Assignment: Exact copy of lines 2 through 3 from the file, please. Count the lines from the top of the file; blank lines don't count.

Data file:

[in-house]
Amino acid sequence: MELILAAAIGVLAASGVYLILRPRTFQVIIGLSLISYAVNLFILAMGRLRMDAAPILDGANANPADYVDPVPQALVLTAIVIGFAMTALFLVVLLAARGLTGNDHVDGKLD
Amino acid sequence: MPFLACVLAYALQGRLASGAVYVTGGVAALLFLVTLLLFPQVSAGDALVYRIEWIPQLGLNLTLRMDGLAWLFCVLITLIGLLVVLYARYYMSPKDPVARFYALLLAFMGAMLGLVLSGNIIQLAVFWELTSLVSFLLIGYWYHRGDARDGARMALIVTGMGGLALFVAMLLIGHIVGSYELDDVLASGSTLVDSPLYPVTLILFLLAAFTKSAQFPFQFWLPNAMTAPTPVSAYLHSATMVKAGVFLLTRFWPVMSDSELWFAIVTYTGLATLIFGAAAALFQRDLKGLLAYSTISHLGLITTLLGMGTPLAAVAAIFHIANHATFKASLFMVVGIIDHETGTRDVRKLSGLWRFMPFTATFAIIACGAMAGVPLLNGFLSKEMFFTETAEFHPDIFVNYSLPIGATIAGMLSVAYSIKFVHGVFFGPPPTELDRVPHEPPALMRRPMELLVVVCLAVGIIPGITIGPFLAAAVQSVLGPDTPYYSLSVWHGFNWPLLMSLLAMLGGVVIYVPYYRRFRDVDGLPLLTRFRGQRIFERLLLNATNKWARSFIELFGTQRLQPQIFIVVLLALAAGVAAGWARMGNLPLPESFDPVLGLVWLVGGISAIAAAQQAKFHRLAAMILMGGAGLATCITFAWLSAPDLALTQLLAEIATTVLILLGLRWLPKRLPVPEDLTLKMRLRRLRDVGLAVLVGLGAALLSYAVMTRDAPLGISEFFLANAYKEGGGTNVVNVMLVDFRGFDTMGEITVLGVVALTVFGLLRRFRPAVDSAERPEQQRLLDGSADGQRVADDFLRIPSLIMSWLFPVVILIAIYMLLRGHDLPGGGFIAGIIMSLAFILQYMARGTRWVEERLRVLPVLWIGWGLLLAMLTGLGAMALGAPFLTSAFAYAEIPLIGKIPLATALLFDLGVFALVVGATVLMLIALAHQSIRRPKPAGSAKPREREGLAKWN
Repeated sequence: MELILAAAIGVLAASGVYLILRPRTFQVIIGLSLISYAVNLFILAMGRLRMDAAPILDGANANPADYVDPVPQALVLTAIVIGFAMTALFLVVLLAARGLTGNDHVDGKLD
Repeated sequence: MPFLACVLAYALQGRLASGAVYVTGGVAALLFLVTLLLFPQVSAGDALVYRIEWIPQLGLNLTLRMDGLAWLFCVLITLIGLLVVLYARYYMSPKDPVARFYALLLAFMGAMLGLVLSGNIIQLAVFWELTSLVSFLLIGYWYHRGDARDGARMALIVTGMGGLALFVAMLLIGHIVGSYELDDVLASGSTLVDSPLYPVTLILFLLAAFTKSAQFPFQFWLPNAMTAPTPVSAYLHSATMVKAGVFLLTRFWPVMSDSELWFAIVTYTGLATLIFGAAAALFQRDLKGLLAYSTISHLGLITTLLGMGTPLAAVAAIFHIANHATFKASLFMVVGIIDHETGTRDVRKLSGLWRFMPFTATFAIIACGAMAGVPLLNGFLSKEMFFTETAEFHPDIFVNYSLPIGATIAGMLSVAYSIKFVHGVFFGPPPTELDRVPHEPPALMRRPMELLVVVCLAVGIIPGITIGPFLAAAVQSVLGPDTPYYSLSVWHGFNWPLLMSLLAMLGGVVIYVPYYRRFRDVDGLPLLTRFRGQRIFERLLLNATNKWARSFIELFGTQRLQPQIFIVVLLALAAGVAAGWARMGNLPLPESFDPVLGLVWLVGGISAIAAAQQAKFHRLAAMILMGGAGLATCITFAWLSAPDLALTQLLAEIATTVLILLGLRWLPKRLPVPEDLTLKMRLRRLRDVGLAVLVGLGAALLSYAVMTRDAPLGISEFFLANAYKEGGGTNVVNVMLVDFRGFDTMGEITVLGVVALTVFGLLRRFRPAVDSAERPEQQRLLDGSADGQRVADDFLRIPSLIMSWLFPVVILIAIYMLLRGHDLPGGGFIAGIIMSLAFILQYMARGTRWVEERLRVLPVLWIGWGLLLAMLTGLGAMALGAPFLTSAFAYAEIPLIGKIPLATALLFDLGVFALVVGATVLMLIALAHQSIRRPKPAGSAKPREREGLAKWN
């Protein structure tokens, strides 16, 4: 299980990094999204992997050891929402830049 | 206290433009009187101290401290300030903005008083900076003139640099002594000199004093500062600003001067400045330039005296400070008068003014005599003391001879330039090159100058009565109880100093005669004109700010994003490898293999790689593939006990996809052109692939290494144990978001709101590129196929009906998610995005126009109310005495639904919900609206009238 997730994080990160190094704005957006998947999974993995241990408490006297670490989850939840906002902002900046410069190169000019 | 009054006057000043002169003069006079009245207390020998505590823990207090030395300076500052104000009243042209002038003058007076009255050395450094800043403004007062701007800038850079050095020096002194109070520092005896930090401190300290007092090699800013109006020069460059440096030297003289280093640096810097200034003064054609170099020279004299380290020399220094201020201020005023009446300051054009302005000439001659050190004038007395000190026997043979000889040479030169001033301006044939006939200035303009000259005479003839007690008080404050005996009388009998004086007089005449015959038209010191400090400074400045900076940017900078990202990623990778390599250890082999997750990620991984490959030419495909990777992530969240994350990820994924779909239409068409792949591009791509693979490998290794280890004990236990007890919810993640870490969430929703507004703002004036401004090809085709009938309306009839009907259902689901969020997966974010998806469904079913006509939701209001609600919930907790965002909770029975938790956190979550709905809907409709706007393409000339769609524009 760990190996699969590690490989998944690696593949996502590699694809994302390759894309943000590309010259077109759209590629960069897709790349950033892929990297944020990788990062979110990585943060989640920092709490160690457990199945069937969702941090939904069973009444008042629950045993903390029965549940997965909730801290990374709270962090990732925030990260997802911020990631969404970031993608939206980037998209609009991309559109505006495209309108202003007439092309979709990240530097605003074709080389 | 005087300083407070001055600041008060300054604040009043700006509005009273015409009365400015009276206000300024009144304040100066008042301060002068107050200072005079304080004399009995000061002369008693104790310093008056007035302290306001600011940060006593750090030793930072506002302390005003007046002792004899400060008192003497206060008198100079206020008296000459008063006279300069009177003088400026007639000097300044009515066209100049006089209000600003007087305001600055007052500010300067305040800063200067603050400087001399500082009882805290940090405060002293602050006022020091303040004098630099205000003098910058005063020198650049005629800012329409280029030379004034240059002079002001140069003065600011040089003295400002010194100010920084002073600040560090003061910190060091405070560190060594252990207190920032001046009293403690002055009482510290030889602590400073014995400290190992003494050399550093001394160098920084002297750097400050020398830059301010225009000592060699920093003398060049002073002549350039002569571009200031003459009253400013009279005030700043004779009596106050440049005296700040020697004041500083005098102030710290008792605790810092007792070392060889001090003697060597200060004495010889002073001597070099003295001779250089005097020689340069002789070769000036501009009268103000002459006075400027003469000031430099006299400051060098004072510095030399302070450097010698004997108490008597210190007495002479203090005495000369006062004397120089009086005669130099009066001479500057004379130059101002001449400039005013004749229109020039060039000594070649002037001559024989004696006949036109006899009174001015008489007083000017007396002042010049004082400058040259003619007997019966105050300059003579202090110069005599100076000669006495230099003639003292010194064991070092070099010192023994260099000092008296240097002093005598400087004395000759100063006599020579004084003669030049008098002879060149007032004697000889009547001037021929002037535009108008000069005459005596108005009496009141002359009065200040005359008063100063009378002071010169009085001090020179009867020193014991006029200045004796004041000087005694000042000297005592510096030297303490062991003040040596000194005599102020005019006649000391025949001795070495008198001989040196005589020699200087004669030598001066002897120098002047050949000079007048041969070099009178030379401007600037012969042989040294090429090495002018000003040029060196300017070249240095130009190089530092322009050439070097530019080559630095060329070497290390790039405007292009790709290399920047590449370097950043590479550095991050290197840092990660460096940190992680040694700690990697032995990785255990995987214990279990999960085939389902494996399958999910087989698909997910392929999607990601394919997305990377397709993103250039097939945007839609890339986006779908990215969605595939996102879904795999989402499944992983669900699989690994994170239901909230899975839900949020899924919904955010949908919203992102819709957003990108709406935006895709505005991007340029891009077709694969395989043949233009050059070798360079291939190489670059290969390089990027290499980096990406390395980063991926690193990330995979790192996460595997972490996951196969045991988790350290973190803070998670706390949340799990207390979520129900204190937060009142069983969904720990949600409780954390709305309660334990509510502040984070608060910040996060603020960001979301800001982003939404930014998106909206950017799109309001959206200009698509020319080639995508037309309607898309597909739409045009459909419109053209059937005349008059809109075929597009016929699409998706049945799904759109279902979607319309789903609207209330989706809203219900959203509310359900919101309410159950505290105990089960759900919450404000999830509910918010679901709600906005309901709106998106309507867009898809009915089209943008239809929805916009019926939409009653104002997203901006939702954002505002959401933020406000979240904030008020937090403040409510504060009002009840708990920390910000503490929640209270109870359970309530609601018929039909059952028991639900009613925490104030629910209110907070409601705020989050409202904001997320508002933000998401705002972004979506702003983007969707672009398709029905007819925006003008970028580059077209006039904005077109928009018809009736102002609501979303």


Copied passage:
Amino acid sequence: MELILAAAIGVLAASGVYLILRPRTFQVIIGLSLISYAVNLFILAMGRLRMDAAPILDGANANPADYVDPVPQALVLTAIVIGFAMTALFLVVLLAARGLTGNDHVDGKLD
Amino acid sequence: MPFLACVLAYALQGRLASGAVYVTGGVAALLFLVTLLLFPQVSAGDALVYRIEWIPQLGLNLTLRMDGLAWLFCVLITLIGLLVVLYARYYMSPKDPVARFYALLLAFMGAMLGLVLSGNIIQLAVFWELTSLVSFLLIGYWYHRGDARDGARMALIVTGMGGLALFVAMLLIGHIVGSYELDDVLASGSTLVDSPLYPVTLILFLLAAFTKSAQFPFQFWLPNAMTAPTPVSAYLHSATMVKAGVFLLTRFWPVMSDSELWFAIVTYTGLATLIFGAAAALFQRDLKGLLAYSTISHLGLITTLLGMGTPLAAVAAIFHIANHATFKASLFMVVGIIDHETGTRDVRKLSGLWRFMPFTATFAIIACGAMAGVPLLNGFLSKEMFFTETAEFHPDIFVNYSLPIGATIAGMLSVAYSIKFVHGVFFGPPPTELDRVPHEPPALMRRPMELLVVVCLAVGIIPGITIGPFLAAAVQSVLGPDTPYYSLSVWHGFNWPLLMSLLAMLGGVVIYVPYYRRFRDVDGLPLLTRFRGQRIFERLLLNATNKWARSFIELFGTQRLQPQIFIVVLLALAAGVAAGWARMGNLPLPESFDPVLGLVWLVGGISAIAAAQQAKFHRLAAMILMGGAGLATCITFAWLSAPDLALTQLLAEIATTVLILLGLRWLPKRLPVPEDLTLKMRLRRLRDVGLAVLVGLGAALLSYAVMTRDAPLGISEFFLANAYKEGGGTNVVNVMLVDFRGFDTMGEITVLGVVALTVFGLLRRFRPAVDSAERPEQQRLLDGSADGQRVADDFLRIPSLIMSWLFPVVILIAIYMLLRGHDLPGGGFIAGIIMSLAFILQYMARGTRWVEERLRVLPVLWIGWGLLLAMLTGLGAMALGAPFLTSAFAYAEIPLIGKIPLATALLFDLGVFALVVGATVLMLIALAHQSIRRPKPAGSAKPREREGLAKWN